(3) length of treatment relationship and frequency of examination, including nature and extent of
the treatment relationship; (4) supportability of opinion with medical signs, laboratory findings,
and explanation; (5) consistency with the record as a whole; (6) specialization; and (7) other
factors which tend to support or contradict the opinion. 20 C.F.R. § 404.1527(c). Generally, a
treating physician’s opinion is given controlling weight, but is not inherently entitled to it.
Hacker v. Barnhart, 459 F.3d 934, 937 (8th Cir. 2006). A treating physician’s opinion “does not
automatically control or obviate the need to evaluate the record as a whole.” Leckenby v. Astrue,
487 F.3d 626, 632 (8th Cir. 2007). A treating physician’s opinion will be given controlling
weight if the opinion is well-supported by medically acceptable clinical and laboratory
diagnostic techniques and is not inconsistent with the other substantial evidence in the case
record. 20 C.F.R. § 404.1527(c); SSR 96-2p; see also Hacker, 459 F.3d at 937. “Whether the
ALJ grants a treating physician’s opinion substantial or little weight, the regulations provide that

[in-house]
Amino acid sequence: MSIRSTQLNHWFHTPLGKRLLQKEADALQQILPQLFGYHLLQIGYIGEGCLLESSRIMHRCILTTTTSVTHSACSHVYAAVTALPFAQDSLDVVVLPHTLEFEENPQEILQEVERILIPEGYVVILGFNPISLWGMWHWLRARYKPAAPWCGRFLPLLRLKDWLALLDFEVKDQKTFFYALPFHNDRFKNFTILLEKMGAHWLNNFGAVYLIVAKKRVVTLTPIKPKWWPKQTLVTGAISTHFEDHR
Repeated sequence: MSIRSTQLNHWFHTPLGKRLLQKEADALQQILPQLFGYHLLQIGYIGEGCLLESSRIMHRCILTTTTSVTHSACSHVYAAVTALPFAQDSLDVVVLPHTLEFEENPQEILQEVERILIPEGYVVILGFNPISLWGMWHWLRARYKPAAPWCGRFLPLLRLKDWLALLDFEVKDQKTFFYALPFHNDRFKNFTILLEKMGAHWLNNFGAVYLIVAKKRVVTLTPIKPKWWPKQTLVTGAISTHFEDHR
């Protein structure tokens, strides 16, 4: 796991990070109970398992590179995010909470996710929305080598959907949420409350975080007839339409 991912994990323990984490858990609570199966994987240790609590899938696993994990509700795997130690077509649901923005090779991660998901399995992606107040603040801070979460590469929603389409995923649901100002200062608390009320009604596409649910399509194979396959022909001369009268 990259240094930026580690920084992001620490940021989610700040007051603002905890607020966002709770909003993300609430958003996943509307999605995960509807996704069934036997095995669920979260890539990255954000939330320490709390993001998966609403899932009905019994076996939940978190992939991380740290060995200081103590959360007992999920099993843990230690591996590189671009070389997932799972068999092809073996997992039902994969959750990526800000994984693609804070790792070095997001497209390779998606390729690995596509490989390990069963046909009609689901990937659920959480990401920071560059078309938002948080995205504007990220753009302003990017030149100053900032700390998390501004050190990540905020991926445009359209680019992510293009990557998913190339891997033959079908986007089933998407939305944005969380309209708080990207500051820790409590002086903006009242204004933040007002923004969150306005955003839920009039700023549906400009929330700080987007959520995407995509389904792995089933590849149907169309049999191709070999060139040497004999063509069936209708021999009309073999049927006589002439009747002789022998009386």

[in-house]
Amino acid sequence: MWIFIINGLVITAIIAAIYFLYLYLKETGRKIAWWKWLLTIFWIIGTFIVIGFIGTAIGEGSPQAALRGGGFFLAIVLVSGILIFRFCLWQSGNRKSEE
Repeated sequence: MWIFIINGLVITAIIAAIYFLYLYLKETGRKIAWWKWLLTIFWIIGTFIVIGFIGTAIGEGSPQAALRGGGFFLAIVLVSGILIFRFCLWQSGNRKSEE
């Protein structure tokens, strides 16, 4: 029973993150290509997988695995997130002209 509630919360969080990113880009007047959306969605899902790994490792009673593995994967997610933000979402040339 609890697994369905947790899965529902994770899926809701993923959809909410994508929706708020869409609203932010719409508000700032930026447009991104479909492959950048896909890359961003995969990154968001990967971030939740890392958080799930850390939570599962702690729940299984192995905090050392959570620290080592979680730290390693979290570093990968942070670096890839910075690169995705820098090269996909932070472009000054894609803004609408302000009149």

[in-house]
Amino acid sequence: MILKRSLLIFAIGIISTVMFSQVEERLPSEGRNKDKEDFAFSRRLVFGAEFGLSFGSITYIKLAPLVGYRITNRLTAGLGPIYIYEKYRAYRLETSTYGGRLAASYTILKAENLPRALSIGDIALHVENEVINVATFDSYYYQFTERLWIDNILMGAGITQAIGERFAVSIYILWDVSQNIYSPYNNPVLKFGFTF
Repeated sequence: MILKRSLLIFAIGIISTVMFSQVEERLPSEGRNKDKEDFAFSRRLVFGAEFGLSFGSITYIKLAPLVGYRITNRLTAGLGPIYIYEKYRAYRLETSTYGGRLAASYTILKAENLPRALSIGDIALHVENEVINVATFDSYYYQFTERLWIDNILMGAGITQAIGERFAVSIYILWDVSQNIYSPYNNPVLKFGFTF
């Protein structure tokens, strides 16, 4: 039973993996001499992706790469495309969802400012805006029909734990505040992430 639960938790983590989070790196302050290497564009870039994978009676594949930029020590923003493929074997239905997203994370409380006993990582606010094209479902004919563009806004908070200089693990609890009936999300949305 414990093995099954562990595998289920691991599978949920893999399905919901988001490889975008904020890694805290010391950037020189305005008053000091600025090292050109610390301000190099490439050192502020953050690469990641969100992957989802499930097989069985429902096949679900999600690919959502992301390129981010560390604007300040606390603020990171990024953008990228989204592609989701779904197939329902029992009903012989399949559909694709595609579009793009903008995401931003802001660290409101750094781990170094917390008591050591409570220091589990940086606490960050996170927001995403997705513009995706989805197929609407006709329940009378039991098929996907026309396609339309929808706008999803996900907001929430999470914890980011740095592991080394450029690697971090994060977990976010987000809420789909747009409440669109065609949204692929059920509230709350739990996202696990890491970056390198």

the ALJ must ‘always give good reasons’ for the particular weight given to a treating physician’s
evaluation.” Prosch v. Apfel, 201 F.3d 1010, 1013 (8th Cir. 2000).
In this case, the ALJ discounted Dr. Turpin’s opinion that Pendergrass could not do any
work, but agreed that Pendergrass could not return to his past relevant work driving heavy
machinery. (Tr. 17-18.) The ALJ also noted that ultimate determination of disability is reserved
for the Commissioner. (Tr. 18.) Upon a review of Dr. Turpin’s medical opinion evidence and
the record as a whole, the Court finds that the ALJ did not err in discounting Dr. Turpin’s
opinion. Dr. Turpin’s opinion was completed in November 2010 and fails to indicate whether it
covered the relevant time period. (Tr. 486.) Assuming that his opinion covered the relevant time